A bit about myself…
I am a Lecturer in the Department of Music at Harvard University, where I teach courses on a wide range of topics, including undergraduate theory, timbre, popular music analysis, and sound/ media studies. More broadly, my research aims to draw theories of music and media into a cross-disciplinary dialogue that examines technocultural mediation in contemporary sonic practices. Before arriving at Harvard, I taught as a course lecturer at McGill University in Montreal, Quebec, where I completed a PhD under the co-supervision of Robert Hasegawa (music theory) and Jonathan Sterne (sound studies).
Recent publications include an episode for the inaugural season of SMT-Pod: The Society for Music Theory Podcast (v. 1, no. 14), where I focus on how the idea of timbre is constructed in computer-assisted orchestration software; a chapter in the Oxford Handbook of Time in Music (2021) outlining a general history of rhythm quantization in digital music production; an article in Music Theory Online (v. 27, no. 3) that presents lost sonic artifacts and archival sketches for early computer-based music by Finnish composer Kaija Saariaho; an article on analysis-synthesis methods and transmedial aesthetics in music by Panayiotis Kokoras in the Italian journal Nuove Musiche (no. 5); and a pair of articles in the journal Circuit: musiques contemporaine, where I offer detailed analyses of works by Canadian composer Zosha Di Castri (v. 28, no. 2) and Austrian composer Georg Friedrich Haas (v. 29, no. 2). Looking ahead, I have an article that will be published as part of a printed symposium on Nina Sun Eidsheim’s The Race of Sound in the ethnic studies journal Kalfou.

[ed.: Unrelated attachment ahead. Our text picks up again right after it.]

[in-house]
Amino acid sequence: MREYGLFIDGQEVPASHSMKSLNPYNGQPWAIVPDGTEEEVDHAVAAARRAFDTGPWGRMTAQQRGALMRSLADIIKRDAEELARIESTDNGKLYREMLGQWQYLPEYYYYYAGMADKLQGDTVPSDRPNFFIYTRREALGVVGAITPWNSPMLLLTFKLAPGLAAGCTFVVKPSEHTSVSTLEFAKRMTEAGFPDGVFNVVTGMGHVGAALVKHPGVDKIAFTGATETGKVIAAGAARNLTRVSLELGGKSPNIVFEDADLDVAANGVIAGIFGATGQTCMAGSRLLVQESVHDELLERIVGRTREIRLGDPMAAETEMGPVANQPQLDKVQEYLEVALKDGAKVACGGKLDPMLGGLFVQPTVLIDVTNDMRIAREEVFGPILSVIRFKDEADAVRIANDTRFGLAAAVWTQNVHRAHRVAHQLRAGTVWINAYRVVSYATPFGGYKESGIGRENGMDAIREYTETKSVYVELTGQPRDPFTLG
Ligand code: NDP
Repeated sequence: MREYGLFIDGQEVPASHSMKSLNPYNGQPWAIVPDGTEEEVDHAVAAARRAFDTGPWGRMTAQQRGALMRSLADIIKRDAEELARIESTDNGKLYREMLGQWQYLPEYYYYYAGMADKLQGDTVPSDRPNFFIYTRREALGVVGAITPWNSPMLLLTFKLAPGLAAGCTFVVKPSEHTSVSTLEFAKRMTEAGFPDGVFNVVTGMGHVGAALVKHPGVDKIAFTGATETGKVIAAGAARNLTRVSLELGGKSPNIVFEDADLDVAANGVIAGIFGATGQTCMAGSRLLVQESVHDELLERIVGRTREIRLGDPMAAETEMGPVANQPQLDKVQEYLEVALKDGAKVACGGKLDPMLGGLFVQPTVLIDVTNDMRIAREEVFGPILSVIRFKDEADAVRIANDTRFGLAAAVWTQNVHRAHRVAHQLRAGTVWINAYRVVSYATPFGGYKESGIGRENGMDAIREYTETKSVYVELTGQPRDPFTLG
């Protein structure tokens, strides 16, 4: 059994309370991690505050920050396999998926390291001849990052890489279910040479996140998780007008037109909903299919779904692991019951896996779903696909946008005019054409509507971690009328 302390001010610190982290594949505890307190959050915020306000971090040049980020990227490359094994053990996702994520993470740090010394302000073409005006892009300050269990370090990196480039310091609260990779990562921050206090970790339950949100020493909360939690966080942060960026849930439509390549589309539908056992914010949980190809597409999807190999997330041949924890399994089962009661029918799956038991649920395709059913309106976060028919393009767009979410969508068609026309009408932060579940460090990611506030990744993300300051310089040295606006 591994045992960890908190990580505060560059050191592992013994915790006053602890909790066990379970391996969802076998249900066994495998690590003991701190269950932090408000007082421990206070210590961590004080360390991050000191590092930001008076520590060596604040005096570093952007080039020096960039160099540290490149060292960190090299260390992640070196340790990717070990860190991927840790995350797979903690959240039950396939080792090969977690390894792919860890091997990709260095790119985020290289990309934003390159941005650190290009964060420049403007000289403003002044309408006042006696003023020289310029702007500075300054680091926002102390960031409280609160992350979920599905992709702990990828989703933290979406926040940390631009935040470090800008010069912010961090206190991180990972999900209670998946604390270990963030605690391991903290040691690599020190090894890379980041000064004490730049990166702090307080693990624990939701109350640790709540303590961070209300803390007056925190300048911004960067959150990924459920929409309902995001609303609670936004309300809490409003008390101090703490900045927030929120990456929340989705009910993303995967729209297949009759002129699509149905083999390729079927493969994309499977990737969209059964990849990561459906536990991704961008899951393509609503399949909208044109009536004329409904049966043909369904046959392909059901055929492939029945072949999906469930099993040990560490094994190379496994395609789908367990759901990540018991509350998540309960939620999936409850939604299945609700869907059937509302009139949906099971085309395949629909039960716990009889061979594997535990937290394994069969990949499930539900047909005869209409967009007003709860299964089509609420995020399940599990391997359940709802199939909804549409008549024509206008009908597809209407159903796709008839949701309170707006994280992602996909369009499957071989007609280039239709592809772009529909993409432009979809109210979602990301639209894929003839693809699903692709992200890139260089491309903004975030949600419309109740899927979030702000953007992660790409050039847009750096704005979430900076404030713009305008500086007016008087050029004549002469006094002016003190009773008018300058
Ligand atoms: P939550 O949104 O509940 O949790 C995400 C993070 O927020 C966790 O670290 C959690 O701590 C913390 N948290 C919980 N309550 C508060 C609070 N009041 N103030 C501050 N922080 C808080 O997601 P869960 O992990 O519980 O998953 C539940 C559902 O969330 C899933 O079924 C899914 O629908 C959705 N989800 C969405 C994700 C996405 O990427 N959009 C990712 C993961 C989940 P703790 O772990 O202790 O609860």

Feel free to contact me with questions: firstname.lastname@example.org